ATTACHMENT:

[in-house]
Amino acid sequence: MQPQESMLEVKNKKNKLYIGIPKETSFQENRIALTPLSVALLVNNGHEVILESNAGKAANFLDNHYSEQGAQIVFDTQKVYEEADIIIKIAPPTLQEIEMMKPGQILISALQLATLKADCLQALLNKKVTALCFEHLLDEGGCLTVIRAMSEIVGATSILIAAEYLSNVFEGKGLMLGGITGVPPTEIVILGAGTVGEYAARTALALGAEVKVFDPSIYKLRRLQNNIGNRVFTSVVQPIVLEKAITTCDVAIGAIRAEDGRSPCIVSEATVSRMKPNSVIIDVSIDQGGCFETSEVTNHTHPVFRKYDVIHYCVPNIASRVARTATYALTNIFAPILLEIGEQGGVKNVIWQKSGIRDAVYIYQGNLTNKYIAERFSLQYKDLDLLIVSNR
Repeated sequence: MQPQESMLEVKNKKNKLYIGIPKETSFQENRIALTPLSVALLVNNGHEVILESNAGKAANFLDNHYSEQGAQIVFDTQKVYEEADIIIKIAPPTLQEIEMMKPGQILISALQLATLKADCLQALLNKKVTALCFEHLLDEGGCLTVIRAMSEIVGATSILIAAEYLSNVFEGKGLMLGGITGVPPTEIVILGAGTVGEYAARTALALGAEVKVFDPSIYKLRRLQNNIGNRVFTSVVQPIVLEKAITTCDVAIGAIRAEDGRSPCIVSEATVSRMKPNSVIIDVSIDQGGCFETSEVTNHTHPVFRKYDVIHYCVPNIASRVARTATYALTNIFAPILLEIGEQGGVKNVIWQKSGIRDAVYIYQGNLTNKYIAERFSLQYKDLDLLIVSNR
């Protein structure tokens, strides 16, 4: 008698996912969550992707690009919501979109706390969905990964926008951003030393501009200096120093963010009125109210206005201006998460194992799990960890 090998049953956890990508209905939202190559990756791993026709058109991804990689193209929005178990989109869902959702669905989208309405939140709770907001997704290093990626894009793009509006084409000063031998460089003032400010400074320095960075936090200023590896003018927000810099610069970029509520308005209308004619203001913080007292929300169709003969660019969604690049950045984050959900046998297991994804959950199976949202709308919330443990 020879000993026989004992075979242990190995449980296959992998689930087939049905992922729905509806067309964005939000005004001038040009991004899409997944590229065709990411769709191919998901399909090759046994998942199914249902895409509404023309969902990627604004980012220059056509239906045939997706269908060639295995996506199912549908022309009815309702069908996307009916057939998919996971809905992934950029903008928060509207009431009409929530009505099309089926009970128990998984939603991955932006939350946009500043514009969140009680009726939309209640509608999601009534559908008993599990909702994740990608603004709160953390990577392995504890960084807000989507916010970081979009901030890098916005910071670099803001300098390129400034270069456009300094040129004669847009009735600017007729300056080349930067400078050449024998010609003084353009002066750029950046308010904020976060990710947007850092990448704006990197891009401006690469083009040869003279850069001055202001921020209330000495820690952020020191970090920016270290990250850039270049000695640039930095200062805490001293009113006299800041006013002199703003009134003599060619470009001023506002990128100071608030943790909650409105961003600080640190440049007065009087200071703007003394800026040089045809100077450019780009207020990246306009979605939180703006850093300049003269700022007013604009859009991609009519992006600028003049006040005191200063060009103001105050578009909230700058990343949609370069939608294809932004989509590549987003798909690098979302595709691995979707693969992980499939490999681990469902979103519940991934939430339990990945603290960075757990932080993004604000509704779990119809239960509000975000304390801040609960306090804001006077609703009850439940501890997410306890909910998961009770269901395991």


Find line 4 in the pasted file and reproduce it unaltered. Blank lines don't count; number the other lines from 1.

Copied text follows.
């Protein structure tokens, strides 16, 4: 008698996912969550992707690009919501979109706390969905990964926008951003030393501009200096120093963010009125109210206005201006998460194992799990960890 090998049953956890990508209905939202190559990756791993026709058109991804990689193209929005178990989109869902959702669905989208309405939140709770907001997704290093990626894009793009509006084409000063031998460089003032400010400074320095960075936090200023590896003018927000810099610069970029509520308005209308004619203001913080007292929300169709003969660019969604690049950045984050959900046998297991994804959950199976949202709308919330443990 020879000993026989004992075979242990190995449980296959992998689930087939049905992922729905509806067309964005939000005004001038040009991004899409997944590229065709990411769709191919998901399909090759046994998942199914249902895409509404023309969902990627604004980012220059056509239906045939997706269908060639295995996506199912549908022309009815309702069908996307009916057939998919996971809905992934950029903008928060509207009431009409929530009505099309089926009970128990998984939603991955932006939350946009500043514009969140009680009726939309209640509608999601009534559908008993599990909702994740990608603004709160953390990577392995504890960084807000989507916010970081979009901030890098916005910071670099803001300098390129400034270069456009300094040129004669847009009735600017007729300056080349930067400078050449024998010609003084353009002066750029950046308010904020976060990710947007850092990448704006990197891009401006690469083009040869003279850069001055202001921020209330000495820690952020020191970090920016270290990250850039270049000695640039930095200062805490001293009113006299800041006013002199703003009134003599060619470009001023506002990128100071608030943790909650409105961003600080640190440049007065009087200071703007003394800026040089045809100077450019780009207020990246306009979605939180703006850093300049003269700022007013604009859009991609009519992006600028003049006040005191200063060009103001105050578009909230700058990343949609370069939608294809932004989509590549987003798909690098979302595709691995979707693969992980499939490999681990469902979103519940991934939430339990990945603290960075757990932080993004604000509704779990119809239960509000975000304390801040609960306090804001006077609703009850439940501890997410306890909910998961009770269901395991």